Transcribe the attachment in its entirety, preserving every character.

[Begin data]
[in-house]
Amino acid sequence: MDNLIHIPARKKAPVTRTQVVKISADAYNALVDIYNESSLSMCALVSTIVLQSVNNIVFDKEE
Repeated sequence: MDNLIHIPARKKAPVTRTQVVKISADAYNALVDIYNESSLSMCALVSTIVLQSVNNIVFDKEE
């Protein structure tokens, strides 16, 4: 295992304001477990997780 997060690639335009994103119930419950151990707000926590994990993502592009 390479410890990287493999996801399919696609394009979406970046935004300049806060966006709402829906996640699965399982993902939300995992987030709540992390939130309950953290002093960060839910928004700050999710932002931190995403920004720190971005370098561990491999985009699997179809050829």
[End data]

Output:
[in-house]
Amino acid sequence: MDNLIHIPARKKAPVTRTQVVKISADAYNALVDIYNESSLSMCALVSTIVLQSVNNIVFDKEE
Repeated sequence: MDNLIHIPARKKAPVTRTQVVKISADAYNALVDIYNESSLSMCALVSTIVLQSVNNIVFDKEE
């Protein structure tokens, strides 16, 4: 295992304001477990997780 997060690639335009994103119930419950151990707000926590994990993502592009 390479410890990287493999996801399919696609394009979406970046935004300049806060966006709402829906996640699965399982993902939300995992987030709540992390939130309950953290002093960060839910928004700050999710932002931190995403920004720190971005370098561990491999985009699997179809050829």